October saw shipments of copper up about 18 percent for the largest monthly advance in over a year, and the metal has been trading higher on the London Metal Exchange for the past three sessions, with futures contracts slated for December delivery up nearly 1 percent on Monday to $3.29 per pound.
The surprise jump is largely the result of better than expected economic performance from China, the world’s largest consumer of the metal, that has seen stockpiles shrinking 28 consecutive sessions to the lowest level since March. However, the budget and debt-ceiling debates that have brought Washington to a standstill have also made copper a more attractive investment proposition in the short-term.
But recent gains may not stand much of a chance against the overall context of a supply glut for hard commodities such as copper and iron ore that has been projected for 2014.
Data released by Barclays Plc (BCS) and Portugal’s International Copper Study Group on Monday can be added to the list of projections for record high surpluses next year. Indeed, copper stockpiles could touch their highest level since the beginning of the new millennium, some 272,000 tons, which will subsequently slash 2014 prices by 10 percent from last week’s close to $6,450 per ton.
Analysts have become increasingly bearish on the demand outlook, a view that was neatly summed up by Robin Barr of Societe Generale SA ($SCGLY), who said that “You’re going to have to see demand really surprise, which I don’t see given the economic environment, to knock those expectations seriously off course.”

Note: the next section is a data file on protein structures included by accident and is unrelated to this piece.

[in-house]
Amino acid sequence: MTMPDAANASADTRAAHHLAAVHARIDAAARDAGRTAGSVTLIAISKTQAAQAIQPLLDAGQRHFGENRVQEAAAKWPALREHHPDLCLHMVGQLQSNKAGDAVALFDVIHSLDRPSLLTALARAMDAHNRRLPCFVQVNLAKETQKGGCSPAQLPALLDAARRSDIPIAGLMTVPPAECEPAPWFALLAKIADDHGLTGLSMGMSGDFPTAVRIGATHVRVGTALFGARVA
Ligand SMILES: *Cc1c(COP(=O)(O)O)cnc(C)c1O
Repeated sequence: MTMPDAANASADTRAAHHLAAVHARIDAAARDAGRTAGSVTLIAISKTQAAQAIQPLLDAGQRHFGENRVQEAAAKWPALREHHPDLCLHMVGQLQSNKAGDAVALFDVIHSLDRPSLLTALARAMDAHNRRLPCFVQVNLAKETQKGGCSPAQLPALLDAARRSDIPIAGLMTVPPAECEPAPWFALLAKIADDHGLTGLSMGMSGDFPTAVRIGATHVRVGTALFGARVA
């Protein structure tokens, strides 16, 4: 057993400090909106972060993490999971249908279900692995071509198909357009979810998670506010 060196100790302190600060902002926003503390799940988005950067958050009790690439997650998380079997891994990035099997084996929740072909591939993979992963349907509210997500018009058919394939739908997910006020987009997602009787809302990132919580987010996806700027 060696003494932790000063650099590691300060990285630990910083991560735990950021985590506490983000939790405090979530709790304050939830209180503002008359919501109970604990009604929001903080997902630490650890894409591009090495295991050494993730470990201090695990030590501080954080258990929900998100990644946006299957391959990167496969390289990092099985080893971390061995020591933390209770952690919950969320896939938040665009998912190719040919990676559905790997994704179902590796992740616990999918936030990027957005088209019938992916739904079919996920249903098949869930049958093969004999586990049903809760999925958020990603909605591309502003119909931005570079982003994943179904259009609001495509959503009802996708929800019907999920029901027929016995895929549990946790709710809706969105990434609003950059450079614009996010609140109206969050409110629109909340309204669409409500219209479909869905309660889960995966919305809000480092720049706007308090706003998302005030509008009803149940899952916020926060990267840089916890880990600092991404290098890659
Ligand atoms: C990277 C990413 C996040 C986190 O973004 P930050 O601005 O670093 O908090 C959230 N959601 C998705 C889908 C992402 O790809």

Over a decade of exponential Chinese economic development, the world’s largest mining concerns have divested their less profitable operations to focus on iron ore and to a slightly lesser extent copper, both of which are vital to infrastructure and other construction projects in the world’s largest country by population.
Freeport McMoran (FCX) , BHP Billiton (BHP) , and Vale SA (VALE) have all upped copper production over the past years to meet Chinese demand. These efforts have finally begun to bear fruit this year, just in time for the Chinese economy to enter a period of relatively slower growth and correspondingly greater uncertainty about the future. The situation is likely to be exacerbated in 2014 when a number of new mines and expansions of older ones across the globe come online, inflating stockpiles and putting significant pressure on prices.
The news did not affect copper producers in Monday trading however, with Freeport, BHP, and Vale all higher ahead of the closing bell.
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